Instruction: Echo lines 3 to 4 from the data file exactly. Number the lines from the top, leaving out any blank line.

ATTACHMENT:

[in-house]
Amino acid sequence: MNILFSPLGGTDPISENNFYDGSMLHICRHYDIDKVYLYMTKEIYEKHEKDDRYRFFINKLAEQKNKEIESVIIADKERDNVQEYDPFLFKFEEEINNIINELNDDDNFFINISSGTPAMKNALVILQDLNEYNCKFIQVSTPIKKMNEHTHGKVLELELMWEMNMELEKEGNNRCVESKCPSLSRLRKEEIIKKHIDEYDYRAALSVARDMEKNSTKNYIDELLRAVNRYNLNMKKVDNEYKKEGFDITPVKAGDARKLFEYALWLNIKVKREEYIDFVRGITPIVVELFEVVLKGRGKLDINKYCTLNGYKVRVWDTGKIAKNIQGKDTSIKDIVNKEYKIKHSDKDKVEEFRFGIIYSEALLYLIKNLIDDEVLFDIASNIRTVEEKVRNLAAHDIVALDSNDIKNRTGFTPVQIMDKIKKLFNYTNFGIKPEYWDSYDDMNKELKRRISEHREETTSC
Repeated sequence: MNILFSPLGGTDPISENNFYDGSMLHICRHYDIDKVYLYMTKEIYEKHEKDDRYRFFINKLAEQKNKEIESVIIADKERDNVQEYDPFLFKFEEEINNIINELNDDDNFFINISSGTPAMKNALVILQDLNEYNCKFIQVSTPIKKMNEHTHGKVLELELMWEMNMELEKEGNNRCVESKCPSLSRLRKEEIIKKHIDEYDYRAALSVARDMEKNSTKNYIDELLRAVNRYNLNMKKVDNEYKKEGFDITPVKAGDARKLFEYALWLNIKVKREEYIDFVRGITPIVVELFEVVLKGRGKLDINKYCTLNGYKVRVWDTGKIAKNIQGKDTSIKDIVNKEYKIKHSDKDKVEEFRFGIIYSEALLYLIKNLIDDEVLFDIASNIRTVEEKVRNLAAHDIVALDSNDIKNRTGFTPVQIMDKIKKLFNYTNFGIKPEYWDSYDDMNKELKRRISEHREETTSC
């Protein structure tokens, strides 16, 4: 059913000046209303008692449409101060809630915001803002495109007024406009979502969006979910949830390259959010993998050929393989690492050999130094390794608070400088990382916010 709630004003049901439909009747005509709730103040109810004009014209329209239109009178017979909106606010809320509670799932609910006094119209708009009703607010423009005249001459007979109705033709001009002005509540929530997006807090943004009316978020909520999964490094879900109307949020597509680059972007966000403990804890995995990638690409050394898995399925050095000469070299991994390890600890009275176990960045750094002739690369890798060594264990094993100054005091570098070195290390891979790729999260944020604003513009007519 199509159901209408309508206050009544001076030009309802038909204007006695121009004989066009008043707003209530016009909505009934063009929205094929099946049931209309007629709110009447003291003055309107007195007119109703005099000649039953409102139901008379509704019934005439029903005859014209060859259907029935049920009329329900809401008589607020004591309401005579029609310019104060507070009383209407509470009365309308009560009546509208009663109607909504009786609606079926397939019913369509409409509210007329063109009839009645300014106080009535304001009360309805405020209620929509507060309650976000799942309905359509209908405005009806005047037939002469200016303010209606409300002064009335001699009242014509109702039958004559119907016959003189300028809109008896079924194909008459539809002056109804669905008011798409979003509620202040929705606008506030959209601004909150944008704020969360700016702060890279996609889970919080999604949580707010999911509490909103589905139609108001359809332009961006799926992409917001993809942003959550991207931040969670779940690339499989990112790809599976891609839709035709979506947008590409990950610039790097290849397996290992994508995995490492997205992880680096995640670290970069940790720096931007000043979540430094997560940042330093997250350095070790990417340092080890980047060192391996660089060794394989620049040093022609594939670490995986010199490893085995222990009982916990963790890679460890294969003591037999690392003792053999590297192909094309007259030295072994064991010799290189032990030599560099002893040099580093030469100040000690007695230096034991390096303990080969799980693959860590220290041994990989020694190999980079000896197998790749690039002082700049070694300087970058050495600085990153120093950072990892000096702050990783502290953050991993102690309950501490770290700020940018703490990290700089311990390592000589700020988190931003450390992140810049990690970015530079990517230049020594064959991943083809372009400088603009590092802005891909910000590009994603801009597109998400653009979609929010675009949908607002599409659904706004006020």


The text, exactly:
Repeated sequence: MNILFSPLGGTDPISENNFYDGSMLHICRHYDIDKVYLYMTKEIYEKHEKDDRYRFFINKLAEQKNKEIESVIIADKERDNVQEYDPFLFKFEEEINNIINELNDDDNFFINISSGTPAMKNALVILQDLNEYNCKFIQVSTPIKKMNEHTHGKVLELELMWEMNMELEKEGNNRCVESKCPSLSRLRKEEIIKKHIDEYDYRAALSVARDMEKNSTKNYIDELLRAVNRYNLNMKKVDNEYKKEGFDITPVKAGDARKLFEYALWLNIKVKREEYIDFVRGITPIVVELFEVVLKGRGKLDINKYCTLNGYKVRVWDTGKIAKNIQGKDTSIKDIVNKEYKIKHSDKDKVEEFRFGIIYSEALLYLIKNLIDDEVLFDIASNIRTVEEKVRNLAAHDIVALDSNDIKNRTGFTPVQIMDKIKKLFNYTNFGIKPEYWDSYDDMNKELKRRISEHREETTSC
């Protein structure tokens, strides 16, 4: 059913000046209303008692449409101060809630915001803002495109007024406009979502969006979910949830390259959010993998050929393989690492050999130094390794608070400088990382916010 709630004003049901439909009747005509709730103040109810004009014209329209239109009178017979909106606010809320509670799932609910006094119209708009009703607010423009005249001459007979109705033709001009002005509540929530997006807090943004009316978020909520999964490094879900109307949020597509680059972007966000403990804890995995990638690409050394898995399925050095000469070299991994390890600890009275176990960045750094002739690369890798060594264990094993100054005091570098070195290390891979790729999260944020604003513009007519 199509159901209408309508206050009544001076030009309802038909204007006695121009004989066009008043707003209530016009909505009934063009929205094929099946049931209309007629709110009447003291003055309107007195007119109703005099000649039953409102139901008379509704019934005439029903005859014209060859259907029935049920009329329900809401008589607020004591309401005579029609310019104060507070009383209407509470009365309308009560009546509208009663109607909504009786609606079926397939019913369509409409509210007329063109009839009645300014106080009535304001009360309805405020209620929509507060309650976000799942309905359509209908405005009806005047037939002469200016303010209606409300002064009335001699009242014509109702039958004559119907016959003189300028809109008896079924194909008459539809002056109804669905008011798409979003509620202040929705606008506030959209601004909150944008704020969360700016702060890279996609889970919080999604949580707010999911509490909103589905139609108001359809332009961006799926992409917001993809942003959550991207931040969670779940690339499989990112790809599976891609839709035709979506947008590409990950610039790097290849397996290992994508995995490492997205992880680096995640670290970069940790720096931007000043979540430094997560940042330093997250350095070790990417340092080890980047060192391996660089060794394989620049040093022609594939670490995986010199490893085995222990009982916990963790890679460890294969003591037999690392003792053999590297192909094309007259030295072994064991010799290189032990030599560099002893040099580093030469100040000690007695230096034991390096303990080969799980693959860590220290041994990989020694190999980079000896197998790749690039002082700049070694300087970058050495600085990153120093950072990892000096702050990783502290953050991993102690309950501490770290700020940018703490990290700089311990390592000589700020988190931003450390992140810049990690970015530079990517230049020594064959991943083809372009400088603009590092802005891909910000590009994603801009597109998400653009979609929010675009949908607002599409659904706004006020």